Flare particle acceleration in the interaction of twisted coronal flux ropes
MetadataShow full item record
Aims. The aim of this work is to investigate and characterise non-thermal particle behaviour in a three-dimensional (3D) magnetohydrodynamical (MHD) model of unstable multi-threaded flaring coronal loops. Methods. We have used a numerical scheme which solves the relativistic guiding centre approximation to study the motion of electrons and protons. The scheme uses snapshots from high resolution numerical MHD simulations of coronal loops containing two threads, where a single thread becomes unstable and (in one case) destabilises and merges with an additional thread. Results. The particle responses to the reconnection and fragmentation in MHD simulations of two loop threads are examined in detail. We illustrate the role played by uniform background resistivity and distinguish this from the role of anomalous resistivity using orbits in an MHD simulation where only one thread becomes unstable without destabilising further loop threads. We examine the (scalable) orbit energy gains and final positions recovered at different stages of a second MHD simulation wherein a secondary loop thread is destabilised by (and merges with) the first thread. We compare these results with other theoretical particle acceleration models in the context of observed energetic particle populations during solar flares.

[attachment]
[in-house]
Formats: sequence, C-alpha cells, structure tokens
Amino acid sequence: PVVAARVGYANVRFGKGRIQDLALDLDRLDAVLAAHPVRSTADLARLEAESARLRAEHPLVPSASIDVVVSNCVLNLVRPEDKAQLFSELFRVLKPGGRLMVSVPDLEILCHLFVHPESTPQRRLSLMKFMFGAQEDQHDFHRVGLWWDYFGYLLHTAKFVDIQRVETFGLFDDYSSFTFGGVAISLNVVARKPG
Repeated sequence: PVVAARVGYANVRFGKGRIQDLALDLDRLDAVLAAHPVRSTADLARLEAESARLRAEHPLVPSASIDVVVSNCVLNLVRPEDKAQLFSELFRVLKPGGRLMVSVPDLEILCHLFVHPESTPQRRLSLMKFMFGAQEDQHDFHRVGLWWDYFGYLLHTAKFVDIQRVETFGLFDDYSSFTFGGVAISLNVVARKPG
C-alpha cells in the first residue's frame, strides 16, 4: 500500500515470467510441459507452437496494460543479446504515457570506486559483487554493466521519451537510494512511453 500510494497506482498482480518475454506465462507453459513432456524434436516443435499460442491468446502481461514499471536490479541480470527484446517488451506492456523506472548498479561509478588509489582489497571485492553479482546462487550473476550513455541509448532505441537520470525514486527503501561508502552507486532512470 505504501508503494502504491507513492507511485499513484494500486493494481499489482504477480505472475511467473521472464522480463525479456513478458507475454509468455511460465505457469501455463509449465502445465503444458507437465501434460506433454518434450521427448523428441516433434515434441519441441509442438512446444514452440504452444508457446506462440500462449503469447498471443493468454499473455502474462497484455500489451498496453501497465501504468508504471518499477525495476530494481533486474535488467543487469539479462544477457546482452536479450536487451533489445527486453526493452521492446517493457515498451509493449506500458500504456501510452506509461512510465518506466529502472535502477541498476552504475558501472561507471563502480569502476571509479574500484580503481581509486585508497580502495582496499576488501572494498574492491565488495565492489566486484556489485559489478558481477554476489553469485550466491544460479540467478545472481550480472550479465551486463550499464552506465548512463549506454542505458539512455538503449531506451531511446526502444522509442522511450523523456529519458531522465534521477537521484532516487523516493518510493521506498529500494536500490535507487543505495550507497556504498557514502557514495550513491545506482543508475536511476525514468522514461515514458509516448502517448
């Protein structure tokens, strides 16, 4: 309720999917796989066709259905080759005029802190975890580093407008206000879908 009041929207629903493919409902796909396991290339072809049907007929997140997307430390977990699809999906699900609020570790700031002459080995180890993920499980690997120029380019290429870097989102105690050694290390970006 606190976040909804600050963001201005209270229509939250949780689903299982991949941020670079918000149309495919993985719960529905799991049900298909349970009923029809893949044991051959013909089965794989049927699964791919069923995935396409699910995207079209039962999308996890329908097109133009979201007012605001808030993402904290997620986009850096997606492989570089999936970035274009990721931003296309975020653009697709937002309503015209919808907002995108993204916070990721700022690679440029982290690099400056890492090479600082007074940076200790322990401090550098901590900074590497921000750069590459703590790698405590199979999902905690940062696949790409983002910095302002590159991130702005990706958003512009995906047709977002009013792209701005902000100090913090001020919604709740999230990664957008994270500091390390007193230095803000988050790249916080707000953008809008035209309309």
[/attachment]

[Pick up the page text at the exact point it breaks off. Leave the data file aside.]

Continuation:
Threlfall , J , Hood , A W & Browning , P K 2018 , ' Flare particle acceleration in the interaction of twisted coronal flux ropes ' Astronomy & Astrophysics , vol. 611 , A40 . https://doi.org/10.1051/0004-6361/201731915
Astronomy & Astrophysics
© 2018, ESO. This work has been made available online in accordance with the publisher’s policies. This is the author created, accepted version manuscript following peer review and may differ slightly from the final published version. The final published version of this work is available at https://doi.org/10.1051/0004-6361/201731915
DescriptionThe authors gratefully acknowledge the support of the U.K. Science and Technology Facilities Council. JT and AWH acknowledge the financial support of STFC through the Consolidated grant, ST/N000609/1, to the University of St Andrews. PKB acknowledges STFC support through ST/P000428/1 at the University of Manchester.
Items in the St Andrews Research Repository are protected by copyright, with all rights reserved, unless otherwise indicated.